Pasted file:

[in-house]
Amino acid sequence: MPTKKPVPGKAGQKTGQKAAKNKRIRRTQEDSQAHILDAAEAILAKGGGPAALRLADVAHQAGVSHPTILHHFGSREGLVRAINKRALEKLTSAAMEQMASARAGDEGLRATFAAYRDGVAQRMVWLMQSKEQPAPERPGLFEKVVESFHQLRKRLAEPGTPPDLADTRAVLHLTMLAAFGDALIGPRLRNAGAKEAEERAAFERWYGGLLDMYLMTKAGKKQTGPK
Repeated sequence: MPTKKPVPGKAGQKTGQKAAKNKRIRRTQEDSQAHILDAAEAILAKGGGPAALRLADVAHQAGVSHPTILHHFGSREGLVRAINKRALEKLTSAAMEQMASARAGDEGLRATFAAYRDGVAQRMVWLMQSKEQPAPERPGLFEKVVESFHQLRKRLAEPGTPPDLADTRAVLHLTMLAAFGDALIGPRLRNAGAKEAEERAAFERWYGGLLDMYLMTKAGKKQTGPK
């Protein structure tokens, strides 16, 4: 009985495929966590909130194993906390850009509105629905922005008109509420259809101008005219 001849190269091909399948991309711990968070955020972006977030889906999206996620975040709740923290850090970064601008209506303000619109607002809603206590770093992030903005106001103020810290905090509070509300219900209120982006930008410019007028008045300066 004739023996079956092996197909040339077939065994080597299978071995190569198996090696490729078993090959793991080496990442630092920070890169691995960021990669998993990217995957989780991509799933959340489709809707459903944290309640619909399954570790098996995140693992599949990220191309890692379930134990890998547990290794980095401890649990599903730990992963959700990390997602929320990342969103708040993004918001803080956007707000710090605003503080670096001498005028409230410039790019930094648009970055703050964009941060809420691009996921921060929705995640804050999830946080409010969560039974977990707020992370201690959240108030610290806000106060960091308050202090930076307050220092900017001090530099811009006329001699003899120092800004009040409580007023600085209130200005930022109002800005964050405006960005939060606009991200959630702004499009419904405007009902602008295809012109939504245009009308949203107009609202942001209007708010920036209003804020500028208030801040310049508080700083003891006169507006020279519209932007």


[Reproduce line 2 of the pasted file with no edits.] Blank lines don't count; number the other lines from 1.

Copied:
Amino acid sequence: MPTKKPVPGKAGQKTGQKAAKNKRIRRTQEDSQAHILDAAEAILAKGGGPAALRLADVAHQAGVSHPTILHHFGSREGLVRAINKRALEKLTSAAMEQMASARAGDEGLRATFAAYRDGVAQRMVWLMQSKEQPAPERPGLFEKVVESFHQLRKRLAEPGTPPDLADTRAVLHLTMLAAFGDALIGPRLRNAGAKEAEERAAFERWYGGLLDMYLMTKAGKKQTGPK